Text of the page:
What is a mandate? It is a grant of power. In modern democratic usage it means a power granted, by a large majority of the electorate, to the winner of an election, giving him or her legitimacy to do whatever he or she promised to do during the election campaign. It goes beyond happening to win; it means winning big, winning so big that one’s policies have been unquestionably approved.

Since President Obama’s victory, we have heard much talk of mandates. Let’s see whether that word might possibly correspond with any thing now manifest in the political world.

Certainly the Republicans didn’t get a mandate; that we know. Did the president?

In the election of 2012, he achieved a majority of 51% — a figure that notably lacks the compelling force one associates with mandates. Fifty-one percent suggests words like barely, hum-drum, and by the skin of his teeth. An interesting fact is that in 2008, Obama reached a majority of 53% — not a mandate either, but 2% closer to one. But let’s put this in a wider context. In 2004, George Bush got 50.7%, up from 48% in 2000, and not very different from Obama’s achievement this year.

Here are the reelection scores of the other presidents who have sought a second full term since 1950 (significantly omitting Presidents Ford, Carter, and George H.W. Bush, who sought reelection but lost): Eisenhower, 57.4%; Nixon, 60.7%; Reagan, 59%; Clinton, 49.2%. Clinton is obviously the outlier (or low lier), but all these people, including Clinton, greatly improved their performance from the first to the second election. They all advanced by more than 6% — all except Eisenhower (2.2%). But Eisenhower started high, with a 55.2% majority in his first election.

So Obama started low, went lower. No mandate there, and no correspondence between event and polemical description.

Yet in political discourse, there is such a thing as sliding completely off the bridge between word and fact. I don’t mean lying; there’s a sort of correspondence even in that. Congressman X takes money to pass a bill; Congressman X, accused of doing so, replies, “I never took money to pass that bill.” We know what he’s denying. He’s lying, and he’s guilty; nevertheless, we’re all speaking the same language. Sometimes, however, there’s simply no connection between language and anything that’s real.

President Obama is becoming so proficient at sliding off the bridge and swimming to some other shore that most political writers have lost track of him completely. He and several less able henchmen have attempted this feat about Benghazi. Some of them have had to swim for their lives. But Obama has always managed to turn up in the next county, without either friends or critics being able to see just how he got there.

His best stunt so far has been to commission an investigation of what he and his friends did on the night of September 11, 2012, when our consular facilities in Benghazi were being attacked, and to refuse all comment on what he himself did, until his investigation figures out what it was. Is that elusive, or what? But so far, only Liberty’s Steve Murphy has commented on it. Steve did so on November 24:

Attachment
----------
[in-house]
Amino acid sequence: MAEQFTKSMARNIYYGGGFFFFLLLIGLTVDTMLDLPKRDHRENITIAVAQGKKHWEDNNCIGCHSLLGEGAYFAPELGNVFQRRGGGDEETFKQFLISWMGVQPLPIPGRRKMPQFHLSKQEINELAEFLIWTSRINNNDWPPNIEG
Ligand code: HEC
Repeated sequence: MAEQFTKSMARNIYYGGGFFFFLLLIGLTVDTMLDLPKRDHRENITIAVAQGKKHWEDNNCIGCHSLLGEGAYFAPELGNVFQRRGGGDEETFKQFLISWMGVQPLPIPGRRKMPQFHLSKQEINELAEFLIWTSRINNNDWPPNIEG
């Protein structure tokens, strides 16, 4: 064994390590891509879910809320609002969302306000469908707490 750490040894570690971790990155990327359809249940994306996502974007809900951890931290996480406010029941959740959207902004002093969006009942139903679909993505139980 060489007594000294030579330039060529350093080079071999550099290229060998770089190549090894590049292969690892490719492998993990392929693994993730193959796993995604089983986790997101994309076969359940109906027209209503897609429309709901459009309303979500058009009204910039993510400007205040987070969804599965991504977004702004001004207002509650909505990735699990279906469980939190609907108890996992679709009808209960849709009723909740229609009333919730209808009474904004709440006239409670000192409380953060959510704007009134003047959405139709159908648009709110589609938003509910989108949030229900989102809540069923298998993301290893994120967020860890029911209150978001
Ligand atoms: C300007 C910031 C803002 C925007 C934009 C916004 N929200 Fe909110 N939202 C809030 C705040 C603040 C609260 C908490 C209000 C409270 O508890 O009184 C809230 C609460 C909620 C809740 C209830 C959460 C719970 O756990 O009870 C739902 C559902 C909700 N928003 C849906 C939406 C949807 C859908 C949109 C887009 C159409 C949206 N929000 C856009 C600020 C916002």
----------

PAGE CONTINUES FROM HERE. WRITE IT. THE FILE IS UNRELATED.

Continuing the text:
When asked . . . what he had done to protect American lives in Benghazi, Obama had no answer, referencing investigations and muttering, "We will provide all the information that is available about what happened on that day." Evidently, the president needs investigations to determine whether or not he gave an order on September 11, 2012.

You would expect every media writer to exclaim, “Mr. President! What are you talking about?” But few media writers are as observant as Steve Murphy.

Often, indeed, and not just with Obama coverage, a lack of correspondence between word and thing seems inescapable; it’s right there in the reporters’ own words, but it escapes their notice.

Carl Isackson advises Word Watch of one such instance. “The Feds,” he says,

. . . have decided to shut down the last oyster cannery in California to make a marine wilderness area at Drake's Bay. The oyster farm has been in biz over 80 years.

This is the line I like from the newspaper article: "The estuary is home to tens of thousands of endangered birds . . ."

Next time you’re in Northern California, watch out. You may be smothered by endangered species. Then you’ll see who’s endangered, all right.

Unlike some conservatives, I don’t consider Christmas an endangered species. If it is, there are still tens of millions of places where it roosts. But I am disheartened by the many years that have passed since government and corporate officials started insisting that people stop saying “Merry Christmas,” putting up “Christmas trees,” or whistling “Joy to the World,” and confine themselves to “Season’s Greetings,” “holiday trees,” “winter celebrations,” and “Jingle Bells.”